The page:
Beta-caryophyllene is a compelling terpene because scientists are not quite set on its categorization as a terpene. This is due to the binding efficiency beta-caryophyllene exhibits towards the CB2 receptors. Major cannabinoids, THC and CBD, don’t even effectively bind to CB2 receptors! So is beta-caryophyllene a terpene or a cannabinoid? For now, we’ll keep it as a terpene, but because of its binding efficacy, this compound sure does bring a lot of therapeutic potential to the table.
Besides showing up in many cannabis varieties, beta-caryophyllene is also found in clove, black pepper and cinnamon. In cannabis culture, an old trick is passed along for new users suggesting that they chew on some black peppercorns if they start to feel anxious or too high. Black peppercorns may actually help to offset anxiety because of the substantial concentration of beta-caryophyllene present. When found in dominant concentration in cannabis varieties, beta-caryophyllene may also help to reduce anxiety and relax the user. Because beta-caryophyllene binds to the CB1 receptors, it exhibits quite a range of medicinal potential. Here is a snapshot of how beta-caryophyllene may influence a cannabis experience:
Aroma. Aroma helps us to identify terpenes when we don’t have lab results. Terpenes are consumed through our olfactory glands before we even inhale or ingest. Therefore, the smell of a variety can affect the experience. It also may contribute to taste.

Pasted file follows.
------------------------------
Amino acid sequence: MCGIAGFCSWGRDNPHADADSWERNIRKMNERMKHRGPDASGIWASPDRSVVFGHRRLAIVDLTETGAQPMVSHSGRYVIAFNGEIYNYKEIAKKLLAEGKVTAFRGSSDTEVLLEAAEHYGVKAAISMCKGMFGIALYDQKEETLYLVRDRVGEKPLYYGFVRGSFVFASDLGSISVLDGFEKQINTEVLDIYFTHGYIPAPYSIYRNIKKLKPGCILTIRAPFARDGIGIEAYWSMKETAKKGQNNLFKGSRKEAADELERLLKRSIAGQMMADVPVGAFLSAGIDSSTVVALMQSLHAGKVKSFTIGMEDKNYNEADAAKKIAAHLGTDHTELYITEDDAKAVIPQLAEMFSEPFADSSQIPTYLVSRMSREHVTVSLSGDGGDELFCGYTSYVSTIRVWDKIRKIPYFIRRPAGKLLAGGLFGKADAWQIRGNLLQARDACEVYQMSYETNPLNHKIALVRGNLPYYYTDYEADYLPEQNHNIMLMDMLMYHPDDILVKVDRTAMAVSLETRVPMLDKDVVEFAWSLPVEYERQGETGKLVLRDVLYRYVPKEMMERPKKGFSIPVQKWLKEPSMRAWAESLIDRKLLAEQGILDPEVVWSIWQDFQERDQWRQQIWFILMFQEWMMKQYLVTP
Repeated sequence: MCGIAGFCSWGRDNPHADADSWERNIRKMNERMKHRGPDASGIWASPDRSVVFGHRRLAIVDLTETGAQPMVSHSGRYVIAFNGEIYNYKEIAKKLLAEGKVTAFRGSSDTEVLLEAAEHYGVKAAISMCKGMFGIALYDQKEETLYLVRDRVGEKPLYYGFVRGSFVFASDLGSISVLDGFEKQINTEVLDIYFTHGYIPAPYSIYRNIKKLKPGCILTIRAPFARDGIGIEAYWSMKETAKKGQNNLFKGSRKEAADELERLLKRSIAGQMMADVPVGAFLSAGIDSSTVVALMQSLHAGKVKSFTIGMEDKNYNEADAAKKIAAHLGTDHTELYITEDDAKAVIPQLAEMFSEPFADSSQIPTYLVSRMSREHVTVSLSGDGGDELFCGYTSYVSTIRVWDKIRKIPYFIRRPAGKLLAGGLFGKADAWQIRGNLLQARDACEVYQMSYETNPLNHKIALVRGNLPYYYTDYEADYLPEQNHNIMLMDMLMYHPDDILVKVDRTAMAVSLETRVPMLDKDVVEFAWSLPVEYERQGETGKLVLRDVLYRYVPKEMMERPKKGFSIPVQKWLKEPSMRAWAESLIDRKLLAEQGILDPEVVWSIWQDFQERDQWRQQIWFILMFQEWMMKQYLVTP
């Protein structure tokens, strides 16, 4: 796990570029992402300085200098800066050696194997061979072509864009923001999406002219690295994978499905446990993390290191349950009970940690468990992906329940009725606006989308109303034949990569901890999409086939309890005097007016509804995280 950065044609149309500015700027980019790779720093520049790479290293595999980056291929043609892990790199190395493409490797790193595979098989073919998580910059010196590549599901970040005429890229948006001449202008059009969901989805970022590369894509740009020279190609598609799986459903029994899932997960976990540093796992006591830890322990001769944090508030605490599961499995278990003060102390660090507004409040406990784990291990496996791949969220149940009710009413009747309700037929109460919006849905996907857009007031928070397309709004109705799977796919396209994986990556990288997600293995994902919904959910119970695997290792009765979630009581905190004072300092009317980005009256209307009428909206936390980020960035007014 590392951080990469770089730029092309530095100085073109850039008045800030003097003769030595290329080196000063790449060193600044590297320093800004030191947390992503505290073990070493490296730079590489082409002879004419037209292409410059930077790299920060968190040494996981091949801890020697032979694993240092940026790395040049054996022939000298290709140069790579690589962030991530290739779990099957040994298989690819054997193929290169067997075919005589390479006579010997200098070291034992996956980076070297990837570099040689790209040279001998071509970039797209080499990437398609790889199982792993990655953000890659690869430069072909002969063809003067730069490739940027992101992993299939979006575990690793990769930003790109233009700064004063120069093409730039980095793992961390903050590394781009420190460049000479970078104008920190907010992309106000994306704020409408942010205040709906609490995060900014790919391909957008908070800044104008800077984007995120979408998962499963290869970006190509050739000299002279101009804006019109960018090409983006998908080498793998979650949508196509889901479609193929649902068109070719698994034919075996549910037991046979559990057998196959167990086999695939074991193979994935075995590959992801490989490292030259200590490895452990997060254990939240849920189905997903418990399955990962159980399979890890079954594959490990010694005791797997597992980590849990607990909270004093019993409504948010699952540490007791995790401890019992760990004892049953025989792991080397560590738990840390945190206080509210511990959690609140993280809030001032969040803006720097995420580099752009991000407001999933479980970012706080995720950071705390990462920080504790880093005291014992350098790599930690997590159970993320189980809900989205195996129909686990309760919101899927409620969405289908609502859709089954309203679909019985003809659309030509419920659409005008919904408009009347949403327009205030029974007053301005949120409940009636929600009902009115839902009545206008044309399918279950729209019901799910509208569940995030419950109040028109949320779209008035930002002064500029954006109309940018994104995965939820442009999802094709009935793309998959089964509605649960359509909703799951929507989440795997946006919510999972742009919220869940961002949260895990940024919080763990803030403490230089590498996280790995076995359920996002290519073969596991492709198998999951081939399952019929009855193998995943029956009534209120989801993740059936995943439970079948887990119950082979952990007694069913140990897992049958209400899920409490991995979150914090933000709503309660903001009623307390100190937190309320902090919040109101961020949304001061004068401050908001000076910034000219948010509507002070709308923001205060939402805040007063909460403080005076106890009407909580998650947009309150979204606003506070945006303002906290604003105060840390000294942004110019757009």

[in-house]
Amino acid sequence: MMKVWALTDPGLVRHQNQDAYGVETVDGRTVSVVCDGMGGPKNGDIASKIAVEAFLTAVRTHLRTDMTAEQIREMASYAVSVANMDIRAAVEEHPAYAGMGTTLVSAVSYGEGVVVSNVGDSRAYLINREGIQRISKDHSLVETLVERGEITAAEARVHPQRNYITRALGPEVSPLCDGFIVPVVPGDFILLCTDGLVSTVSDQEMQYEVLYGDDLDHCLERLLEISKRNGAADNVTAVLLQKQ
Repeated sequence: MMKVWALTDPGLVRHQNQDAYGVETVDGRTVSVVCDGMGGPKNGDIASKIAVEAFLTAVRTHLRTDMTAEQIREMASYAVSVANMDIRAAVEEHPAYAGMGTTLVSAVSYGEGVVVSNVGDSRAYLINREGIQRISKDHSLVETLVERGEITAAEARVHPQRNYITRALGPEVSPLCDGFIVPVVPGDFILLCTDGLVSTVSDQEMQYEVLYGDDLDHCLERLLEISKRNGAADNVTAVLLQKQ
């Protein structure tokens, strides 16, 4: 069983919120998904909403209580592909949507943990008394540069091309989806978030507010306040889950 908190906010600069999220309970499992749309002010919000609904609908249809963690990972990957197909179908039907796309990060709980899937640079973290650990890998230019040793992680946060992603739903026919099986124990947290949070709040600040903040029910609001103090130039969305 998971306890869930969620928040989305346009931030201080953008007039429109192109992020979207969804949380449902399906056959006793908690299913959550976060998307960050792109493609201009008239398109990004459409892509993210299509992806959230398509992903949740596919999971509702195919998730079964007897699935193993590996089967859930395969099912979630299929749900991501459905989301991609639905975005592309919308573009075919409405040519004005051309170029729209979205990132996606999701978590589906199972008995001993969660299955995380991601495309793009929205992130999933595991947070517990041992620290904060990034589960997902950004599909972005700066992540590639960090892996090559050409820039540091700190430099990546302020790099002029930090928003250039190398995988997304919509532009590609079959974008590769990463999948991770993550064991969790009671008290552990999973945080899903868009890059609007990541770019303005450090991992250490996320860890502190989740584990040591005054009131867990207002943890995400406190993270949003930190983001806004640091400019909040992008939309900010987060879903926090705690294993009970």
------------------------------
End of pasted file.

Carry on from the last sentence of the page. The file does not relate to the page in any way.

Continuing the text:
Beta-caryophyllene’s Aroma: peppery, sweet, cinnamon, clove, potpourri
Effects on mood: In cannabis, beta-caryophyllene most likely contributes to a euphoric relaxation and creates the cozy, relaxed, happy mood often associated with some cannabis varieties. Research suggests that beta-caryophyllene helps to decrease anxiety, elevate mood, and reduce muscle motility via engagement with many different receptor families including the CB2 receptors.
Most Notable Medicinal Properties: Anti-inflammatory, analgesic, muscle relaxant, anxiolytic, anti-depressant
Synergistic Properties: Beta-caryophyllene has many associated medicinal properties and when combined with cannabinoids, synergisms do occur. When combined with THC, b-caryophyllene exhibits an increase in anti-nausea and anti-itch (antipruritic) efficacy. When combined with CBD, b-caryophyllene exhibits an increase in anti-inflammatory efficacy.